"Point Reyes Beach and Pacific Ocean - February 1, 2016 11:30 am" by NPS Photo , public domain

Point Reyes

Guide 2007

brochure Point Reyes - Guide 2007

Visitor Guide to Point Reyes National Seashore (NS) in California. Published by the National Park Service (NPS).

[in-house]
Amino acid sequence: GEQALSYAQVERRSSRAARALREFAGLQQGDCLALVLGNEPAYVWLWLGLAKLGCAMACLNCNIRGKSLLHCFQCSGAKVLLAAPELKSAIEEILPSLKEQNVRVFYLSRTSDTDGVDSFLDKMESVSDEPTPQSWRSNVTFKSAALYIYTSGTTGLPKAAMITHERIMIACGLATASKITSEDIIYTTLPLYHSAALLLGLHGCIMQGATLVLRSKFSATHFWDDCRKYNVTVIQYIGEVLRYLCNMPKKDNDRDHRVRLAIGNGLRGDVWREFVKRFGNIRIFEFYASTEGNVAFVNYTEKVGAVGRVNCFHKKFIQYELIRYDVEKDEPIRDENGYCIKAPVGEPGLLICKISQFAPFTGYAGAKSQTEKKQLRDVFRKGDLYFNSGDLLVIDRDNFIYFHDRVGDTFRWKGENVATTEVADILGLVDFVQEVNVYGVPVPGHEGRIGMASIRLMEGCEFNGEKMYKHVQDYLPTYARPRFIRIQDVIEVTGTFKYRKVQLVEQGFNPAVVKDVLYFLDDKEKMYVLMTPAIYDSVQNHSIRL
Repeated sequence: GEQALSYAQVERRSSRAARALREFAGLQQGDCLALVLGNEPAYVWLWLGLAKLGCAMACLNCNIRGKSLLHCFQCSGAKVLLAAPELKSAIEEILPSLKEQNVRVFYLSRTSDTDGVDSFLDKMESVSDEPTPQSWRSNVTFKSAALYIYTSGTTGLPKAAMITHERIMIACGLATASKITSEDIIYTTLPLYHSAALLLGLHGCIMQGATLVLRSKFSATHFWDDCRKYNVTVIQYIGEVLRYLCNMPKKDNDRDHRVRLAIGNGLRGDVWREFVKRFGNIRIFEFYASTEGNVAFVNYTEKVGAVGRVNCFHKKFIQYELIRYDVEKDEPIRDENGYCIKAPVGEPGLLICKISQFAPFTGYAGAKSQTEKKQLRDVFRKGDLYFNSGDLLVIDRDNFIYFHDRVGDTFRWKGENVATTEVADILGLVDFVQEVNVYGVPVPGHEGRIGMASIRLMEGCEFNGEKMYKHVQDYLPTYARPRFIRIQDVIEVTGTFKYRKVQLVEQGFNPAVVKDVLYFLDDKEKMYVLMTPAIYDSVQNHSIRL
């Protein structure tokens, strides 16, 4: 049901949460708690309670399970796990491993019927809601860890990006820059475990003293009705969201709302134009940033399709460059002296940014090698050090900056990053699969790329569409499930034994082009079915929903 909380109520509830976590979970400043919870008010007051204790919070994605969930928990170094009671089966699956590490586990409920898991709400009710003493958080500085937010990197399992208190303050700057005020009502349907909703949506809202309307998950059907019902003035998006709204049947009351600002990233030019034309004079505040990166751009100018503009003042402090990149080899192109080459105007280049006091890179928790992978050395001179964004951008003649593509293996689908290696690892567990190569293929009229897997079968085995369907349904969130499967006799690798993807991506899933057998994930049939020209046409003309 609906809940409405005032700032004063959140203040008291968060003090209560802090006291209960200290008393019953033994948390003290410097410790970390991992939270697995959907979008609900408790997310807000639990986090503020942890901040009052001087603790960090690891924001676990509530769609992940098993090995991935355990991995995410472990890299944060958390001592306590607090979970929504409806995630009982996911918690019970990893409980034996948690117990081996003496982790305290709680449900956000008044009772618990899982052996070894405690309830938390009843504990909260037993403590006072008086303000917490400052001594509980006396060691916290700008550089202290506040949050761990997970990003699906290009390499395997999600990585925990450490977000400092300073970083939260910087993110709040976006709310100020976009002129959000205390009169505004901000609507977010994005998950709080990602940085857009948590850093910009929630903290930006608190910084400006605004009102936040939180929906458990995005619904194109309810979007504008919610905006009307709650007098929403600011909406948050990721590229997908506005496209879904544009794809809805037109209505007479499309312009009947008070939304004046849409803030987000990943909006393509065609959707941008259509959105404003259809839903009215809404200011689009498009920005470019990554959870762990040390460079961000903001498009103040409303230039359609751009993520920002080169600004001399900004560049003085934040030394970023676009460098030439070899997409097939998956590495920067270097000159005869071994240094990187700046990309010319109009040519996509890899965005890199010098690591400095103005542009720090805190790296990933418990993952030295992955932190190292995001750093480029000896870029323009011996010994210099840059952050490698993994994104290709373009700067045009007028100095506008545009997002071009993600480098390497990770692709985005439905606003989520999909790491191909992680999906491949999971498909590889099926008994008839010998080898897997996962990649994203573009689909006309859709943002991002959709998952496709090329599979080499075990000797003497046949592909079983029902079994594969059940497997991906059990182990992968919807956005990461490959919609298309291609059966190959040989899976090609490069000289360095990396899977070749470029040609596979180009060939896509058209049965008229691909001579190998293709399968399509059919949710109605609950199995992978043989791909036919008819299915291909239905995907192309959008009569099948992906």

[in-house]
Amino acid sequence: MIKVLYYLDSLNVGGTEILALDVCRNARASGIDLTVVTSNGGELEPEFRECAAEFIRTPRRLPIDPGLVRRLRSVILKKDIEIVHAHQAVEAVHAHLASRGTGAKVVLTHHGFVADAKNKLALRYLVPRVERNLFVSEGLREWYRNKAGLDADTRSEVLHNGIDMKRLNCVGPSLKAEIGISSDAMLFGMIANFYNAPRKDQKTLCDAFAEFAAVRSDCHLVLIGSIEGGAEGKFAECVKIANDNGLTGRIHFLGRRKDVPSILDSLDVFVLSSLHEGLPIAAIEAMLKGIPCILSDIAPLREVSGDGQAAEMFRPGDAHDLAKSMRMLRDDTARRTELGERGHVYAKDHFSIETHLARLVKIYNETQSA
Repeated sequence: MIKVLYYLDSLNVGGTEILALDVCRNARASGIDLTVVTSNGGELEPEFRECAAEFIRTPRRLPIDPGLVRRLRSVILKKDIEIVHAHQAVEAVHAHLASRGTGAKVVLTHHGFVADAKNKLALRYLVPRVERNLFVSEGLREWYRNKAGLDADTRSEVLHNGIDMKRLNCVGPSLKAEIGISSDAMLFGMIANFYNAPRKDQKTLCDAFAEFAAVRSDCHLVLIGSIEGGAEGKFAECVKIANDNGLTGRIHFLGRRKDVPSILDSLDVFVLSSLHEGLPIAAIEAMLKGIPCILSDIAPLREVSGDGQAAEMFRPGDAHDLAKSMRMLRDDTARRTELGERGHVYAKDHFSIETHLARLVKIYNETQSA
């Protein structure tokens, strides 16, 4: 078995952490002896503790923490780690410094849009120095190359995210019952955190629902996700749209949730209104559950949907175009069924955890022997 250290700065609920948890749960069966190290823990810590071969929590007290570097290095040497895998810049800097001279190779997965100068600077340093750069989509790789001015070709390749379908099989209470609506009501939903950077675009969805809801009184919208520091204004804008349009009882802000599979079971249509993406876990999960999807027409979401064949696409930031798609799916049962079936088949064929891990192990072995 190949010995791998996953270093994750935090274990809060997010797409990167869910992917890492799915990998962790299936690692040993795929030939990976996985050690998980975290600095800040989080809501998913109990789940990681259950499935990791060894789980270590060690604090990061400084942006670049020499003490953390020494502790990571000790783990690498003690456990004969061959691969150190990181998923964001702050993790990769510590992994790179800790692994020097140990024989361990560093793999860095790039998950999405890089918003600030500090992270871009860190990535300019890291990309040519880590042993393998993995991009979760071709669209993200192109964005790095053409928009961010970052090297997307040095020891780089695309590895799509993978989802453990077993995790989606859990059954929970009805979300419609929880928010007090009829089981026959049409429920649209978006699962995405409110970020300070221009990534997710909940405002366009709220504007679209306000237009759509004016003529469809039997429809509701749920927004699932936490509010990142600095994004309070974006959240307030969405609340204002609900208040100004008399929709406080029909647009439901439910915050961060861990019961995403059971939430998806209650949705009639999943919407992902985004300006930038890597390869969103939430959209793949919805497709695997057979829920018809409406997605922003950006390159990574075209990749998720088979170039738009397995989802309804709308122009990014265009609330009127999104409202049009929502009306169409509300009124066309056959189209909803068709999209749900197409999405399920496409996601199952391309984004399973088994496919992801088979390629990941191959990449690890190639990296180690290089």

Visitor Guide National Park Service U.S. Department of the Interior Point Reyes National Seashore The official visitor guide of Point Reyes National Seashore Point Reyes Has a Season for Everyone Welcome For nearly a century, National Parks have been sanctuaries for people seeking peace from the turmoil of daily life. Since 1962, Point Reyes National Seashore has been a refuge, protected as a living landscape, and abundant seascape, and wilderness. A typical year on the Point Reyes Peninsula abounds with opportunities to enjoy an enormous variety of natural experiences. Each season has its own character and delights making a visit worthwhile at any time of year. Even shrouded in August fog or pummeled by a drenching cloudburst in March, the beauty of this singular dynamic landscape is inescapable. © Audobon Canyon Ranch, Gordon Sherman Photo Collection Spring - Greening of the Landscape Spring is the natural beginning of the year, when the first flowers emerge and migrants, both fluked and feathered, pass by Point Reyes heading north to nesting and feeding grounds in Canada and Alaska. The peninsula hosts nearly one hundred resident bird species, and another one hundred migrant species winter here. In spring and fall, many birds stop by to take advantage of the abundant food and water available here. Just offshore, the gray whales that passed by in January and February on their way to birthing lagoons in Mexico swim past the lighthouse returning to the rich feeding in the cold waters off Alaska. Mothers traveling with their newborn calves can be seen approaching from the south, passing very near to the Point. From the lighthouse we see their barnacle encrusted backs as they blow a few times and then dive to round the Point. On the opposite end of the Point Reyes headland, at Chimney Rock, wildflowers such as pussy ears, iris, poppies, blue-eyed grass, and larkspur—among dozens of other species—color the hillsides. Down on the pocket beaches below, elephant seal pups—born during the cool rainy winter, nursed for about a month, and then left on the beaches by their mothers—are seen throughout the spring. Joining them, after the adults leave, are the juveniles, returning to molt on the beaches where they were born. Bolinas Lagoon and Drakes Estero provide havens for harbor seal pupping. In these protected waters the seals haul out on sandbars, rest and nurse their young. At low tide they are a common sight from Highway 1 turnouts. These areas are closed to kayakers in order to protect them during this vulnerable time. (Continued on page 2) Fire Permit You may obtain a free permit for a beach fire at Point Reyes National Seashore from any park visitor center. You must follow regulations as described on the permit. On high fire days, all permits are null and void. Call (415) 464-5100 for current fire conditions. From a peaceful walk through a misty shrouded forest to a sunny perch above the wide open expanse of the Pacific Ocean, you have plenty of opportunities to find a suitable retreat. In doing so, you may witness the drama of the changing seasons, as foggy summers give way to clear autumn days, and as sunbrowned fall gives way to winter’s replenishing rains. You may also observe the magic of this place as snowy plovers nest among the seaside pebbles and as harbor seals give birth to their young in the esteros. While the bugling of tule elk on Tomales Point symbolizes fall on the peninsula, the year closes with the return of the northern elephant seal and the migration of the Pacific gray whale. Enjoy your visit and help us to preserve this national treasure so that future generations may find wonder and solace here as well. Through active stewardship, this place will remain a refuge for all. Photos from top: A beautiful day on Drakes Beach. Mule ears are a beautiful sight during the Spring wildflower bloom. Least sandpipers are among the many shorebirds that can be seen foraging on seashore beaches. Elephant seals are winter guests. Weaned pups, like those pictured, are the last to leave in the late spring. Emergencies Report emergencies to visitor center staff or call 911. Cellular service is not available in most park locations. Pay phones are located at all three visitor centers. Lost and Found Items may be turned in or reported missing at Bear Valley, Drakes Beach, or the Lighthouse Visitor Center. Become a Junior Ranger! Ask at the Bear Valley Visitor Center or the Lighthouse Visitor Center for your Junior Ranger activity packet. For more fun, visit these websites: www.nps.gov/pore/forkids/index.htm www.nps.gov/webrangers Don L. Neubacher Superintendent Inside This Issue Page 2 ... .......Seasons of Point Reyes Page 4 ... .......Human Layers on the Land Page 6 ... .......Planning Your Visit Page 7 ... .......Recreation Page 8 ... .......Just For Kids Visit us on the web at www.nps.gov/pore National Park Service U.S. Department of the Interior Point Reyes National Seashore Established in 1962, Point Reyes National Seashore preserves and protects over 71,000 acres including 32,000 acres of designated wilderness and 80 miles of wild, undeveloped coastline. With its rich biological diversity, and cultural history Point Reyes provides critical habitat to wildlife, is a repository for over 3,000 years of cultural history, and serves as a haven for the restoration of the human spirit. Seasons of Point Reyes Limantour Beach is a fine destination in any season, but spring walks along its shore reveal the results of winter and spring storms. Driftwood and kelp wash up on the beach and changing wind patterns strand thousands of Vellela vellela, a colonial hydroid, coloring the beaches a bright blue. Limantour Beach © Susan Van Der Wal Superintendent Don Neubacher Chief of Interpretation John A. Dell’Osso Contributers Catherine Ball Loretta Farley Doug Hee Chris Lish Alice Nash Danielle Norris Melinda Repko Emily Scott Mary Beth Shenton Mailing Address 1 Bear Valley Road Point Reyes, CA 94956 Website www.nps.gov/pore Fax Number (415) 663-8132 Park Headquarters (415) 464-5100 The National Park Service cares for the special places saved by the American people so that all may experience our heritage. Tule elk, a species reintroduced to Point Reyes in the 1970s, flourish on Tomales Point. In spring, they are calving and should always be observed from a safe distance. These majestic animals once numbered 500,000 in California, but following the Gold Rush, they were hunted nearly to extinction. In 1874, a Los Banos rancher discovered a few elk on his property and Tule elk cow & calf © Frank Binney became the first to commit efforts toward protecting them. Today more than 3,200 Tule elk range over several protected areas of California. Summer—Fog Over Fields of Gold In summer, the hillsides made green by the abundant winter and early spring rains, turn a golden brown. Flowers still bloom along the coast and in cool, wet areas where water is still plentiful. In stark contrast to hot inland areas, thick fog blankets the headlands, making it necessary to bundle up in warm layers. To find the warmth of the sun, you need only return to the Bear Valley area where temperatures can be 20 degrees higher. (Continued from front page) Over 130 bird species nest at Point Reyes. As the season progresses the young birds test their wings. This is an opportunity to see juvenile plumage and feeding behaviors, as young birds continue to beg for food from parents. Over 20 federally and state protected bird species, such as the Northern spotted owl and the Bank swallow, make Northern spotted owl fledglings their home on the peninsula. A natural stopover for migratory birds jutting ten miles out into the Pacific Point Reyes has abundant wetland areas for resting and feeding. The Tule elk enter into their mating rut in late summer. The bulls’ plaintive bugle resounds along this headland a few hundred feet above the crashing waves. The bulls challenge each other for control of large harems of females with which to mate. To aid you in spotting elk and understanding their behavior, docents are on site at Tomales Point on weekends and holidays, from June to September. Tule elk bull © Bruce Farnsworth Labor Day signals summer’s end with the Drakes Beach Sand Sculpture Contest. Dozens of competitors arrive in the morning to carve their masterpieces, while spectators and judges provide encouragement. 2007 Sand scuplture contest Lighthouse fog This publication was funded through a grant from the Point Reyes National Seashore Association (PRNSA). PRNSA is the primary non-profit park partner working with the community to fund and implement preservation projects throughout the park and to educate people about the environment. To learn more visit www.ptreyes.org. Golden hills of summer Abbotts Lagoon, a good wildflower destination in spring, bears fruit in the form of blackberries and salmonberries in summer. The dunes provide good nesting habitat for the Western snowy plover, a bird protected under the Endangered Species Act and monitored at Point Reyes since 1977. The critical nesting habitat among the low dune vegetation has been altered by the spread of non-native beach grasses, that predators use as screens to access birds and nests. Human activities, such as dog-walking, also impact the nesting success of the plovers. Exclosures around the nesting sites help protect the birds. Please don’t approach or disturb these sites. On weekends and holidays during nesting season, docents are on site to help you learn more about these threatened shorebirds. This publication was printed on recycled paper. Western snowy plover © Callie Bowdish Point Reyes National Seashore Visitor Guide Autumn—Sunny Days and Warm Southerly Breezes Fog and wind subside on the coast, bringing forth the warm days that we longed for during the summer chill. The Lighthouse and Chimney Rock temperatures can climb to near eighty degrees during these warm spells. Stalks of dried hemlock and cow parsnip rise up from the drought-laden hillsides, reminders that it has been six long months since the last rain storm. Great Beach Acorns, the season’s bounty, droop from live oaks and tanoaks in the Bear Valley area. In autumn, Coast Miwok Indians sent their sons into the trees to dislodge this coveted seed. Acorn woodpeckers store them in excavated niches for future eating. Insect larvae invade the cached acorns, providing the woodpeckers with protein to complement the fat. Tan oak acorn Page 2 1946, led to the recovery of this gentle species. The Pacific gray whale population is estimated at about 20,000 today. The black-tailed deer enter their rut during this time. The Bear Valley area is full of this activity in autumn. Out on the coast, visitors might catch a glimpse of blue or humpback whales, as they make a brief, but unforgettable, appearance for the fortunate onlooker. Black-tailed deer Humpback whale spouting Migratory birds are winging over the peninsula again. This year’s fledglings, inexperienced in long-distance travel, often end up in the Monterey cyprus trees near the ranches and the lighthouse. Godwits & willets © Rich Stallcup Fall is a great time for hiking and backpacking. Without the fickle weather and high winds of spring, hikers can rely on more amenable conditions. The summer rush is over and camping permits are easier to obtain. Common Yellowthroat © Susan Farrar Winter—Blow, West Winds, Blow Winter storms ravage the coastline, depositing wrack on the beaches and occasionally causing landslides. But between storms, some of Point Reyes’ most beautiful days offer ideal weather for being outdoors. Come prepared for these capricious conditions. Another conservation success story, the Northern elephant seal hauls out on pocket beaches surrounding the Point Reyes headland in early winter. Females are among the first to arrive, giving birth to pups conceived during the previous year’s visit. By the end of the 19th century, Northern elephant seals had declined to as few as 20, victims of hunters taking advantage of the seals’ vulnerability during breeding season. Elephant seal populations are now estimated at 150,000, thanks to Mexico’s 1922 seal hunting ban, which helped save these charismatic giants from extinction. Northern elephant seal bull © Susan Farrar Point Reyes National Seashore Visitor Guide Poison Oak Toxicodendron diversilobum Contact with any part of the poison oak plant causes a blistering rash. Generally this can be treated at home. More severe cases may need to see a health professional. If you know you have had contact with poison oak, thoroughly wash the affected area as soon as possible to remove the active oils. Preventative topical ointements are available to help avoid reactions to poison oak. From late December through March, on weekends and holidays, a shuttle bus is required for transport to whale and elephant seal observation areas. Inquire at any visitor center for more details. In January and February, Coho salmon and Steelhead trout swim up the creeks from their ocean home to spawn. Lagunitas and Olema Creeks flash with silver as the thrashing fish create depressions in the river gravels, called redds, and lay their eggs. The males fertilize the eggs and the fertilized eggs are covered by gravels when the female scrapes out another redd just upstream. The young spend 1—2 years Coho salmon in freshwater before tackling the open ocean, where they spend their adult lives before returning to spawn. Human activities, such as logging and dam construction, have impaired and destroyed fish habitat, leading to a drastic decline in the species’ numbers. Through habitat restoration efforts, stream conditions are improving and Coho salmon and Steelhead trout are returning to many of their historic spawning Coho salmon eggs streams. Hidden underground, networks of mycorrhizae facilitate the water and nutrient uptake of trees and plants. These structures are the result of the integration of fungi with specialized plant roots. In winter, this hidden process erupts to the surface when the fungal reproductive structures—what we call mushrooms—emerge. Hundreds of mushroom hunters also emerge, seeking delightful edibles—such as chanterelles and boletus—but also to simply enjoy the amazing diversity of these often overlooked beauties. Please use extreme caution as many mushrooms are not edible and some can be fatal if consumed. Winter storm © Al Simms Winter is far from a dormant season here. Visitors crowd the lighthouse observation deck to watch for the return of the Pacific gray whales, usually first seen in December. Making their annual 10,000—mile roundtrip journey between Alaska and Mexico, they are drawn to the protected, warmwater lagoons of Baja to bear their calves. By the 1930s, intensive whaling along the California coast caused the gray whale population to dwindle to a mere 1000 individuals. A ban on gray whale hunting adopted in 1937, and an international whaling ban signed in Whale watching at the Lighthouse Be on the Lookout for... Poison oak Stinging Nettle Urtica diotica Bare skin brushing up against a stinging nettle plant tends to break delicate defensive hairs on the leaves and stems that protect the plant from browsing animals. This releases a trio of chemicals, usually resulting in a painful skin rash, typically lasting less than 24 hours. A topical analgesic (used to treat poison oak or bug bites) can be applied to help alleviate the sting. Stinging nettle Deer Ticks Ticks that carry Lyme disease are known to occur in this area. Stay on trails and check your clothing frequently. The sooner that ticks are removed, the less the chance of transmittal of the organism that causes illness. Wearing lightcolored, long pants helps you spot them; tuck your pant legs inside your socks to keep them from crawling up your legs. Always check your body completely at the end of your hike. actual size Just For Kids—Answer Key Clockwise from top left: Amanita franchetii; Clavulinopsis corniculata © Dimitar Bojantchev Melastiza chateri; Inocybe cinnamomea; © Darvin DeShazer Every season at Point Reyes has a flavor and texture all its own, leading millions of visitors to return year after year, to walk the shoreline, hike the trails, explore the forests, and enjoy the great natural variety of plants, animals, and landscapes protected here. Seashore Scavenger Hunt: Across: 1. Drake 5. Lighthouse 7. Chimney 8. elephant Down: 2. Andreas 3. Miwok 4. dairy 6. Tule Who am I? 1.Tule Elk; Habitat: open grassland and marshes. 2. Brown pelican; Habitat: prefer shallow inshore waters such as estuaries and bays; never found more than 20 miles out to sea or inland on fresh water. 3. California quail; Habitat: open woodlands, brushy foothills, desert washes, forest edge, chaparral, stream valleys, agricultural lands, and suburb areas. Cover is needed for roosting, resting, nesting, escaping from predators, and for protection from the weather.4. California sea lion; Habitat: mostly water but they will haul out for long periods of time on rocky shorelines. Arrowhead Challenge: 1. Plants 2. Animals 3. History 4. Land forms (beautiful scenery) 5. Water resources Bonus Question: late December through early April with peak sightings mid—January and mid—March. Page 3 Human Layers on the Land O ver 5,ooo years of human history awaits your discovery at Point Reyes. More than just a natural sanctuary, this peninsula holds within its forested ridges, rolling grasslands, and coastal expanses the stories of people who came before us. Their cultures, interactions, and experiences are echoed in the landscape. These human layers offer a window into our past and hold the potential to shape our lives even today. Coast Miwok—The First People Coast Miwok people inhabited small family villages in present-day Marin and Sonoma Counties for thousands of years. They enjoyed a rich economy based on gathering, fishing, and hunting. At the time of European contact, an estimated 3,000 to 5,000 Coast Miwok lived in Coast Miwok in Regalia the area. Acorns, a nutritious starchy seed, were a favored staple of the Coast Miwok. A family of four ate about 500 pounds of acorns a year. Acorns, collected in autumn, were stored in granaries, and later prepared and cooked by the women. Miwok women also gathered and prepared plant materials, such as willow, hazel, lupine and sedge, for making baskets. Many of these beautiful baskets are now in museum collections around the world. Coast Miwok Basket Miwok men made at least two types of arrows, one long and one short. The longer was used for deer and bear, and the shorter for accuracy. Tips were made from manzanita wood, obsidian, and other stone. Sinew was used to attach three feather fletchings and the point. Early Explorers— Missionaries and Privateers The home of the Coast Miwok people remained undiscovered by Europeans until a quest for new land and riches brought European explorers to the California coast in the late 1500s. In 1579, the English privateer, Francis Drake, became the first European to land in present-day California. Thought to have careened his ship, the Golden Hind, into an estuary along the Point Reyes Sir Francis Drake © National Archives peninsula to make repairs, Drake camped along a nearby beach which today bears his name. He claimed this new land for Queen Elizabeth, before completing a circumnavigation of the globe. Trade routes led Spanish galleons past Point Reyes and in 1595, the wreck of Sebastian Cermeño’s galleon, the San Agustin, became the first recorded shipwreck here. On January 6, 1603, Sebastian Vizcaiño sighted the headlands on the feast day of the Epiphany. Vizcaiño named the point “la Punta de los tres Reyes”-the Point of the Three Kings-to honor the three wise men. Franciscan missionaries arrived overland in 1775 and changed the traditional life of the Coast Miwok forever. Disease, malnutrition, cultural loss, and depression destroyed 90% of the Miwok population in less than 100 years. The mission fathers released large herds of feral cattle, which grazed as far west as Point Reyes. Secularization of the missions followed Mexican independence from Spain and led to land grants that divided the peninsula and expanded cattle ranching. The expansive coastal prairie that early ranchers found here was partly the result of Coast Miwok burning practices over more than two millennia. Ranching by the Sea In 1849, a wave of immigrants came west in search of gold. Settlers on the Point Reyes peninsula found their fortune not in nuggets of precious metal, but in great golden wheels of cheese and casks of butter made for the growing city of San Francisco. The cool, moist climate of Point Reyes was ideal for dairy ranching: plenty of grass, a long growing season, and abundant fresh water. The 1880 History of Marin County remarked of Point Reyes, “The grass growing in the fields on Monday is butter on the city tables the following Sunday.” Although the peninsula was granted to Mexican settlers, their claims were often disputed. Eventually, a San Francisco law firm, Shafter, Shafter, Park, and Heydenfeldt established ownership. They sold the northernmost tip to Solomon Pierce and divided the rest into tenant dairies, largely run by new immigrants. The ranches were designated alphabetically: “A” Ranch-closest to the Lighthouse-through “Z” Ranch-on the summit of Mt. Wittenberg. Park headquarters and Bear Valley Visitor Center stand at the site of “W” ranch. Point Reyes dairies set the standard for product quality and soon were producing record yields of butter and cheese. In 1919, the Shafter firm sold the tenant ranches, and many immigrant families bought the land they had worked so diligently. Light Keepers, Lifesavers and the Age of Wireless Radio Gold-miners, dairy farmers, and lumbermen counted on safe passage through the waters offshore of Point Reyes to transport valuable goods to and from the booming port of San Francisco. Jutting ten miles out into the ocean and plagued by treacherous currents, thick fog, and punishing winds, the sheer granite headlands of the Point Reyes provided a deadly challenge to even the most skilled sailor. Recognizing the severity of these conditions, the U.S. Lighthouse Board constructed the Point Reyes Lighthouse in 1870. With its revolutionary first order Frenchmade Fresnel lens and mechanism, this beacon helped provide safe passage and served as an aid to navigation. Point Reyes Lighthouse E. Muybridge Point Reyes National Seashore Visitor Guide In addition to tending the light, keepers in 1870 had to wash the lens, polish brass, and, at foggy times, stoke the furnace with coal for the steam-powered fog signal. Keepers often responded to shipwrecks and risked their lives to rescue others from the raging seas and deadly cliffs below the lighthouse. A the end of each shift, they had to ascend nearly 300 feet along a wooden stairway, often in howling winds, to reach the comfort of their homes. Loneliness and depression were constant companions, and many drank alcohol, though it was forbidden. A San Francisco Chronicle writer noted that one keeper was “notorious for his love of the flowing bowl. It is said that he even regaled himself when out of whiskey with the alcohol furnished for cleaning lamps…” Lifesavers at work Despite the heroics of lighthouse keepers, ships continued to founder along the rocky shores of Point Reyes. In response, the first lifesaving station was established in 1889 on the Great Beach, north of the lighthouse. Like the lighthouse keepers, lifesavers endured grueling and dangerous conditions. They walked the beach day and night in four-hour shifts through bone chilling fog and fierce winds watching for shipwrecks and passengers in need of rescue from the frigid waters and powerful currents. Even their weekly drills were dangerous requiring the seamen to launch the lifeboat through the pounding surf twice a week. The severity of that risk resonates through the Life Saving Service motto—“Ye have to go out but ye don’t have to come in.” In 1927, a new station was built along the protected shores of Drakes Bay, proving to be more efficient and less daunting. The new life-saving station was equipped with motorized boats, which were launched from the boathouse on rails. Though many successful rescues took place along the treacherous headlands at Point Reyes, several boatmen did not survive drills and rescues in such threatening waters. The Life-Saving Service Cemetery near the historic G Ranch commemorates four men whose lives were lost while on duty at Point Reyes. Beginning in 1913, Guglielmo Marconi pioneered a wireless radio communication facility in the Point Reyes area, establishing a telegraphy transmitting station in Bolinas and a receiving station in Marshall, along Tomales Bay. Together, these stations formed “KPH”, the most successful and powerful shipto-shore and land station on the Pacific Rim. The Marshall station was replaced in 1929 by a new Art Deco style facility on the G Ranch at Point Reyes. The entrance is marked by two rows of Monterey cypress trees that still line the driveway today. Guglielmo Marconi © National Archives Page 4 Creation of a National Seashore As early as 1929, Californians were concerned about the fate of their coastline. Development had swallowed most of the eastern seaboard, and plans were being made for the west coast. Congressional reports recommended the creation of a system of national seashores both, to protect these vanishing landscapes and to provide public access to beaches. When we look up and down the ocean fronts of America, we find that they are passing behind the fences of private ownership. The people can no longer get to the ocean... Harold Ickes, Interior Secretary 1933-1946 In 1953, the first national seashore was established at Cape Hatteras, on the dynamic barrier island system off the North Carolina coast. Local, state, and federal advocates for protection of the Point Reyes peninsula were encouraged by this success. However, Drakes Bay Estates, with proposed development of over 400 housing units, began construction near Limantour Beach in 1956, lending urgency to the conservationists’ battle. Development at Point Reyes In the late 1950’s, legislation was first proposed to establish a national seashore at Point Reyes. When he took office, President John F. Kennedy announced two conservation agendas: the creation of national seashores, including Point Reyes National Seashore, and the adoption of the Wilderness Bill. Key players in these struggles were President Kennedy’s Interior Secretary Stewart Udall, Sierra Club executive director David Brower, California Congressional Representatives Claire Engle and Clem Miller, and author Harold Gilliam, among many others. In August of 1961, a second national seashore was established at Cape Cod in Massachusetts, gaining further momentum for the Point Reyes cause. The 1962 Sierra Club publication of Gilliam’s book, Island in Time, brought muchneeded publicity and a poetic voice to the campaign to protect Point Reyes. David Brower distributed a copy to every member of the 87th Congress. Congressional floor debates took place during the summer of 1962, as battles waged over incorporation of ranches and other private property into the seashore. The intense effort finally ended with the passage of S. 476 and on September 13, 1962, President Kennedy signed “The Point Reyes Authorization Act.” On October 20, 1966, Lady Bird Johnson and Interior Secretary Stewart Udall came to Point Reyes to dedicate the park. In her dedication speech, Lady Bird warned that “the growing needs of an urban America are quickening the tick of the conservation clock.” She called Point Reyes “a bright star in the galaxy of conservation achievements of the 1960s.” The Seashore Today Congress authorized the National Park Service to purchase the ranches, which were leased back to the existing ranchers. Currently, thirteen ranches operate in the park, and continue to provide fresh, healthy food for the local community and the nation. Black and white Holstein cows are raised on seven ranches. Black Angus and the brown and white Hereford breed are raised on six beef ranches. The National Park Service and the ranchers act as stewards - protecting the natural landscape and the cultural history of ranching. The historic Pierce Ranch at Tomales Point offers a self-guided walking tour of what was once Point Reyes’ premiere dairy. Maritime history is preserved as well. Though replaced with an automated light in 1975, the Historic Point Reyes Lighthouse still stands, offering visitors a glimpse into the life and work of a 19th century keeper. The Historic Lifeboat Station at Chimney Rock has been restored, complete with the last intact marine railway on the west coast. The home of KPH wireless radio at the G Ranch, though also out of service, remains intact, functional, and used for ceremonial occasions by former RCA key operators today. Though newer technology has eclipsed the need for these installations, the park cares for these sites to preserve a piece of maritime history and honor the lives of those who kept vigilant watch over this coast for over 130 years. We Are Still Here To gain tribal rights, the modern Miwok people, consisting of more than 1,000 descendents, retraced their family trees to redefine and rediscover their cultural and historic lifeways. After 30 years of research and documentation by the tribe, President Clinton granted the Coast Miwok federal recognition in 2000. They are known today as the Federated Indians of Graton Rancheria. Point Reyes National Seashore in partnership with the Miwok Archeological Preserve of Marin, community volunteers, and Coast Miwok people, constructed and maintain a recreation of a Coast Miwok village called Kule Loklo. Located near the Bear Valley Visitor Center, this site honors the “old way” of the first people. It is a place to remember their great struggle; it is a reminder that they are still here. Today, Point Reyes National Seashore serves as a model for land stewardship and resource protection. Providing a needed escape from crowded urban areas, it is a place to remember our connection to the land. It is also a place to reflect on the many ancestors that have left their mark here, and to contemplate how best to ensure the protection of this special place in the future. Lady Bird Johnson at the 1966 dedication of Point Reyes National Seashore Support Your Park Point Reyes National Seashore Association Point Reyes National Seashore relies on community partnerships to accomplish its mission. You can get involved by becoming a volunteer or by supporting the Point Reyes National Seashore Association. Volunteer-In-Parks Get involved by volunteering your time and talents to Point Reyes National Seashore. As a volunteer you can: •Help combat invasive, non-native plants •Restore stream habitat for Coho salmon and Steelhead trout; monitor spawning success •Educate seashore visitors about elephant seals, whales, snowy plovers, and tule elk •Assist researchers by monitoring tule elk and harbor seal populations Point Reyes National Seashore Visitor Guide Elk docent and visitor at Tomales Point •Perform trail maintenance •Patrol the park on foot, horseback, or kayak •Help catalogue and manage the Seashore’s museum collection •Collect native grass seeds and re-vegetate restoration areas •Orient and identify points of interest to visitors at a seashore visitor center •Help preserve Native American culture by maintaining the Kule Loklo cultural exhibit Please visit www.nps.gov/volunteer/ for additional volunteer opportunities and to apply. The Point Reyes National Seashore Association (PRNSA) is the parks non-profit partner organization that supports park programs through fundraising, bookstore sales, memberships, and education. Yo